Rotolight LEDs and CineSFX Illuminate Film Stars in Liverpool
The new movie 'Film Stars Don’t Die in Liverpool', nominated for three BAFTA awards, employs some interesting in-camera effects created on the sets with specialist Rotolight LED lights. Set in the late 1970s and early 1980s, the film follows the romance between Hollywood starring actress Gloria Graham and a young actor Peter Turner, and was directed by Paul McGuigan with DP Urszula Pontikos. VFX cinematographer was Stefan Lange, who brought experience from his work on 'Casino Royale', 'Mission Impossible' and 'Batman'.
The DP shot the movie on ARRI Alexas and uncoated ARRI Master Primes to produce a sunny look with natural flares. Stefan's equipment included a set of three Rotolight NEO 2 on-camera LEDs, which were used during the shoot, and the Anova PRO which has a built-in suite of special effects, CineSFX, which include fire, lightning, TV, flicker, gunshot, paparrazi and other commonly used effects.
“These lights are versatile and powerful, and because they are battery powered, they are portable and very convenient on set,” he said. Anova PRO is an extremely bright LED studio or location light and High-Speed Sync (HSS) flash with a high lux output of 10,700 at 3ft, but only 72W power consumption. As well as accurate colour reproduction, it includes Aperture Dimming and Designer Fade modes, and all of the effects and modes can be remotely controlled.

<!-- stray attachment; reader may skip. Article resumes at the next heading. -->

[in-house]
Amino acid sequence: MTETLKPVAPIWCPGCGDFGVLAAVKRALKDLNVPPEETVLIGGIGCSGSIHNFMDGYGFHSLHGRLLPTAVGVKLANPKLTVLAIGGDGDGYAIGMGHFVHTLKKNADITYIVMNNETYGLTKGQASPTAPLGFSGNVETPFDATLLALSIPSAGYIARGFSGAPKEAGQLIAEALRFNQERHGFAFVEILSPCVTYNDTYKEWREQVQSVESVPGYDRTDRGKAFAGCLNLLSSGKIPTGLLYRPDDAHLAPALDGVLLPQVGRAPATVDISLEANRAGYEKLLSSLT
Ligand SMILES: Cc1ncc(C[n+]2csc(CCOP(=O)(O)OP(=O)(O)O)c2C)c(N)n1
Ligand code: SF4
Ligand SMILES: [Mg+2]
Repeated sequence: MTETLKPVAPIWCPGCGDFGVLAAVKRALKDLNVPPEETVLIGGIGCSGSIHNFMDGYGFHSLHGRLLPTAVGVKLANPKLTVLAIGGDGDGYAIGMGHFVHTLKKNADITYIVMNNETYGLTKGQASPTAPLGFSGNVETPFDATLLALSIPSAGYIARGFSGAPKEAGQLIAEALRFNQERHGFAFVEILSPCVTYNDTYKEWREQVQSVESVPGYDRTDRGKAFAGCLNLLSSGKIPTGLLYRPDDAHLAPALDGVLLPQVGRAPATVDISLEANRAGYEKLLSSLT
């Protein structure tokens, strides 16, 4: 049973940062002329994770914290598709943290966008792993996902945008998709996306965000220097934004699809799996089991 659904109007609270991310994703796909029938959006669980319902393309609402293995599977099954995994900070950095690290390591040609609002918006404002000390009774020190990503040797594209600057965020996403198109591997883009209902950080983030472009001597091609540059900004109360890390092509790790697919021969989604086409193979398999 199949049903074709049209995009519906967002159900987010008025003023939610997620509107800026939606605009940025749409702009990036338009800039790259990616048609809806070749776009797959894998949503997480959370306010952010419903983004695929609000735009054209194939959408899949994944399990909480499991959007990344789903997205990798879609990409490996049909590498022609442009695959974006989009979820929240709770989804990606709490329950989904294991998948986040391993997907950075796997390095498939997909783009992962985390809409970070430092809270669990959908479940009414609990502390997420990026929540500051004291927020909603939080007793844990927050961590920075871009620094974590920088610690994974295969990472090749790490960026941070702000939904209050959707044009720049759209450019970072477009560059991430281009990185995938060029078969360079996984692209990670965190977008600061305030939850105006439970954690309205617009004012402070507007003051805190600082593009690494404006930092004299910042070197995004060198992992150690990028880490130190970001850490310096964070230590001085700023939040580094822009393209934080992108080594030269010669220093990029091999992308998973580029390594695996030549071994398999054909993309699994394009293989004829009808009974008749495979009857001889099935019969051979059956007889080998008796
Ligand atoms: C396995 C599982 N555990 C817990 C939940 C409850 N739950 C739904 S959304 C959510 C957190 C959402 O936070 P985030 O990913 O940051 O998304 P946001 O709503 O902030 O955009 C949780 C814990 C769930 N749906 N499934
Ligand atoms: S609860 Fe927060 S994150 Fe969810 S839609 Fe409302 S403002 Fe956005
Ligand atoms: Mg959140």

The Anova PRO was used in a scene from the film that takes place inside a cinema where the two main characters are watching the 1979 sci-fi thriller 'Alien'. The director wanted to project the film’s flicker onto the faces of the audience to emulate a spooling film projector. The Anova PRO's built in film effect from the CineSFX suite allowed them to do this quickly without having to set up a traditional flicker box.
“The production had designed an elaborate set in a cinema location that captured the ambience of a movie theatre beautifully, but the critical, story-telling flicker effect wasn’t very strong,” said Stefan. “The director and DP wanted more close-up shots in the scene, which led to a discussion about increasing such an effect. The CineSFX function on the Anova PRO could be switched on very quickly and had the flicker we needed with an adjustable dial to help us get the correct, subtle effect.
Director Paul McGuigan was keen to use traditional visual effect methods that were contemporary with the period of the film and the lead character’s earlier career. In later scenes such as live action exterior shots and car driving scenes, the production team used a rear projection technique instead of blue or green screen shoots with compositing in post.
Syefan said, “The Rotolight NEOs were an interesting supplement to the lighting package. The ability to select SFX modes helped give the lighting a more dynamic feel. For instance, in driving scenes when DP Urszula Pontikos was using moving lamps, we used the NEOs as the static lights and used the flicker effect to help create that scene-changing effect.
“We also found the Designer Fade particularly useful to fade up from zero output to 100% and back again to zero. We used the lamp handheld, moving it to create a shifting shadow but as a source that came from nowhere, and then simply faded away again. It created a literally seamless effect and made the light very nice to work with.”
Stefan finds the Rotolight LEDs are simple to modify, quick to move and powerful enough to light a substantial area, even with full white diffusion. But for him, the main benefits of using them are their portability and convenience, which was clearly demonstrated on-set during this project. www.rotolight.com